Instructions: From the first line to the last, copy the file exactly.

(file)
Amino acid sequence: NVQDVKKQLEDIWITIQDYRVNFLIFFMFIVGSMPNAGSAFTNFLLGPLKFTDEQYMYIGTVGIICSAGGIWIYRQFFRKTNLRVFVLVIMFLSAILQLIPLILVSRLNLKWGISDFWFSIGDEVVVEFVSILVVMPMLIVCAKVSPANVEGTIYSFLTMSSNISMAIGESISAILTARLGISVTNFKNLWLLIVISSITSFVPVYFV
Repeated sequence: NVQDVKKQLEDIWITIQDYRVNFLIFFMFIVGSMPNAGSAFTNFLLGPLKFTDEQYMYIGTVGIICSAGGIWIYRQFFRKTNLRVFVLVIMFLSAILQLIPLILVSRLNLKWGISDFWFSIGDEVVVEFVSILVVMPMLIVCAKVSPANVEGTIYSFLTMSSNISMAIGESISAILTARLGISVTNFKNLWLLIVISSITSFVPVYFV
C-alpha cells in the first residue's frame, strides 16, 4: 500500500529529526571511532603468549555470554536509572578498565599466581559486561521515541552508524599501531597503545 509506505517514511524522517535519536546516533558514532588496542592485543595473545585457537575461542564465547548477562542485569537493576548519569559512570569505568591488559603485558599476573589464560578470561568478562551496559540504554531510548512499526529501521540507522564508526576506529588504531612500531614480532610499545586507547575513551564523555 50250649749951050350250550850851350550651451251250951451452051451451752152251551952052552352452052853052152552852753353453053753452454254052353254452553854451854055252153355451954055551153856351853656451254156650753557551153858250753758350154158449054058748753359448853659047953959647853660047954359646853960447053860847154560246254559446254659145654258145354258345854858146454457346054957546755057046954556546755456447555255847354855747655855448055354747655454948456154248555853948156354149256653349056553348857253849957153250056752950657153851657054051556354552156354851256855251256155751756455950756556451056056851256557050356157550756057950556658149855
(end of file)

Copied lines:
Amino acid sequence: NVQDVKKQLEDIWITIQDYRVNFLIFFMFIVGSMPNAGSAFTNFLLGPLKFTDEQYMYIGTVGIICSAGGIWIYRQFFRKTNLRVFVLVIMFLSAILQLIPLILVSRLNLKWGISDFWFSIGDEVVVEFVSILVVMPMLIVCAKVSPANVEGTIYSFLTMSSNISMAIGESISAILTARLGISVTNFKNLWLLIVISSITSFVPVYFV
Repeated sequence: NVQDVKKQLEDIWITIQDYRVNFLIFFMFIVGSMPNAGSAFTNFLLGPLKFTDEQYMYIGTVGIICSAGGIWIYRQFFRKTNLRVFVLVIMFLSAILQLIPLILVSRLNLKWGISDFWFSIGDEVVVEFVSILVVMPMLIVCAKVSPANVEGTIYSFLTMSSNISMAIGESISAILTARLGISVTNFKNLWLLIVISSITSFVPVYFV
C-alpha cells in the first residue's frame, strides 16, 4: 500500500529529526571511532603468549555470554536509572578498565599466581559486561521515541552508524599501531597503545 509506505517514511524522517535519536546516533558514532588496542592485543595473545585457537575461542564465547548477562542485569537493576548519569559512570569505568591488559603485558599476573589464560578470561568478562551496559540504554531510548512499526529501521540507522564508526576506529588504531612500531614480532610499545586507547575513551564523555 50250649749951050350250550850851350550651451251250951451452051451451752152251551952052552352452052853052152552852753353453053753452454254052353254452553854451854055252153355451954055551153856351853656451254156650753557551153858250753758350154158449054058748753359448853659047953959647853660047954359646853960447053860847154560246254559446254659145654258145354258345854858146454457346054957546755057046954556546755456447555255847354855747655855448055354747655454948456154248555853948156354149256653349056553348857253849957153250056752950657153851657054051556354552156354851256855251256155751756455950756556451056056851256557050356157550756057950556658149855